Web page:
The impact of this inclusive exhibition is even more essential with the added context of nonverbal autism (i.e. when an autistic individual either cannot or chooses not to verbally express themselves). One such artist and a participant in the Special Presentation Grove is James Lee, also known as Jamesey.

Jamesey is a young nonverbal autistic artist who has had his impactful abstract artwork shown not only in the upcoming Fall Arts Festival, but in San Francisco’s de Young Museum as well. He was also recognized as an emerging young artist by the Kennedy Center. Jamesey’s work is available for purchase, and all profits go toward supporting those with disabilities and autism.

Another young artist who will have his art featured in the festival is Geffen, a 13-year-old student from Helix School. Geffen is not only an artistic talent, but also a charming young man who has taken it upon himself to become the right-hand volunteer in his school’s art department. And it is clear to see that Geffen’s generous artistic guidance is appreciated by his peers, who were eager to praise him and his work in their excitement for his upcoming exhibition.

“For an outsider looking in, it started small with him just helping out around the classroom, setting up and so on,” explained Simone Incendy, Geffen’s mentor at Helix School. “But now, Geffen automatically just helps everyone in class—it doesn’t matter which student it is or what their level of comprehension is, and watching him help everyone is one of my favorite things. If I do nothing else other than have played a part in [his growth at Helix], then I’m happy.”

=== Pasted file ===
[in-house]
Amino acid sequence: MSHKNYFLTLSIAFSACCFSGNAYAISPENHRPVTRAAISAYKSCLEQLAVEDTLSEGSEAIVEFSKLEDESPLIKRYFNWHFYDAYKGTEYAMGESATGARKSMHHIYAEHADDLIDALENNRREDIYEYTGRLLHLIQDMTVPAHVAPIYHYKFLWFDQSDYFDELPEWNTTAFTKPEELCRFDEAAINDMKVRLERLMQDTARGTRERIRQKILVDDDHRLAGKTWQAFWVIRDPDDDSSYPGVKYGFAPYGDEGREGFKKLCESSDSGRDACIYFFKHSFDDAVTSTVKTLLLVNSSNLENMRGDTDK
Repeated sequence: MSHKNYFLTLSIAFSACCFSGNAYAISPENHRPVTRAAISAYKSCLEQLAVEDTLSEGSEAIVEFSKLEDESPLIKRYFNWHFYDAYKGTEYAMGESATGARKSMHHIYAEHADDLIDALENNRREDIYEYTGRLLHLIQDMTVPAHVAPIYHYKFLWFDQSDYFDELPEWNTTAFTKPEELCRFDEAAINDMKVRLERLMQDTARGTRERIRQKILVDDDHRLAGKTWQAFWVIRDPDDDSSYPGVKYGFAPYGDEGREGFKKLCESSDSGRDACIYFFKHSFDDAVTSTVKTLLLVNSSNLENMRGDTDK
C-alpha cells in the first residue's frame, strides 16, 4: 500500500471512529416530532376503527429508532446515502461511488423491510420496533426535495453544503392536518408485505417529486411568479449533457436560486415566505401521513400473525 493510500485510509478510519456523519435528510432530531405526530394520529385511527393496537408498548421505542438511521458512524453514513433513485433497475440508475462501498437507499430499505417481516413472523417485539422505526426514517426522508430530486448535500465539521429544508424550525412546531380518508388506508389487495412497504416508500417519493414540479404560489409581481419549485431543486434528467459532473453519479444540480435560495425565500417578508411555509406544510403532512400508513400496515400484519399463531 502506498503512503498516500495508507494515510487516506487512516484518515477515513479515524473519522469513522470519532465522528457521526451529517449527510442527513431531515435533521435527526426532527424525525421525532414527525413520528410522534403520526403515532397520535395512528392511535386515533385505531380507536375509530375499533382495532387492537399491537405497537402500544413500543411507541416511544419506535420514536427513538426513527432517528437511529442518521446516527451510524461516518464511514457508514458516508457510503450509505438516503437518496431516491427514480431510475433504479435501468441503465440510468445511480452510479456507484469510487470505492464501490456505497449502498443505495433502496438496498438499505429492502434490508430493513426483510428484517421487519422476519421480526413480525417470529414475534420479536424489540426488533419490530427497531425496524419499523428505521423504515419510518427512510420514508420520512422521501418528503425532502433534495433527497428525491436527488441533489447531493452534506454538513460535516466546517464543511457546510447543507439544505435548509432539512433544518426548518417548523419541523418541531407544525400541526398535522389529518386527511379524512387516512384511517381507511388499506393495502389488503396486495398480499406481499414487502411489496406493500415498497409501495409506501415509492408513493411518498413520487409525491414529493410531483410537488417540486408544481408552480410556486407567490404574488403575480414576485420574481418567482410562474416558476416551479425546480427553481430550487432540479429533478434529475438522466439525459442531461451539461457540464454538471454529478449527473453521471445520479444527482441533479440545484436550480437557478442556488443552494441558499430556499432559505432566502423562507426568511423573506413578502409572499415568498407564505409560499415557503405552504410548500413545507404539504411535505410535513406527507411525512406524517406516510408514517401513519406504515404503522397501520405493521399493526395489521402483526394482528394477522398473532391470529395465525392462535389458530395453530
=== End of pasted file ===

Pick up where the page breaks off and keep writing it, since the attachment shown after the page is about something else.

When asked why he likes to create art, Geffen’s response was simple: “I like it because I like it.”

“I’ve been drawing my whole life,” Geffen continued. “A lot of my inspiration in drawing is from a sports anime called Blue Lock…I don’t really enjoy sports, but I really like the detailed stuff…where I just look at a [comic] panel and copy it.”

Those interested in seeing, appreciating and possibly purchasing the artwork of Jamesey, Geffen and the other talented neurodivergent artists whose works will be on display in the Special Presentation Grove need only attend the Mill Valley Fall Arts Festival.

“[Attendees] are going to experience a little bit more insight into the beautiful minds of these individuals through the incredibly diverse artwork,” said Miller. “There will be a lot of different perspectives, and I think it’s very reflective of community and being able to share the talent these individuals have. And, to that point, all of those who are selling their work want the profits to be donated back to nonprofits, which is just beautiful because in all of this, they still want to give back.”

The 66th annual Mill Valley Fall Arts Festival will take place in Old Mill Park from 10am to 5pm on Saturday, Sept. 23 and Sunday, Sept. 24. Tickets are available for purchase online. Children, students and teachers are invited to attend the festival for free (provided they bring along an ID). Those who bike to the festival will receive a discount as well.

For more information about the Special Presentation Grove at this year’s Mill Valley Fall Arts Festival, visit the website at mvfaf.org/featured.

PQ

The impact of this inclusive exhibition is even more essential with the added context of nonverbal autism (i.e. when an autistic individual either cannot or chooses not to verbally express themselves).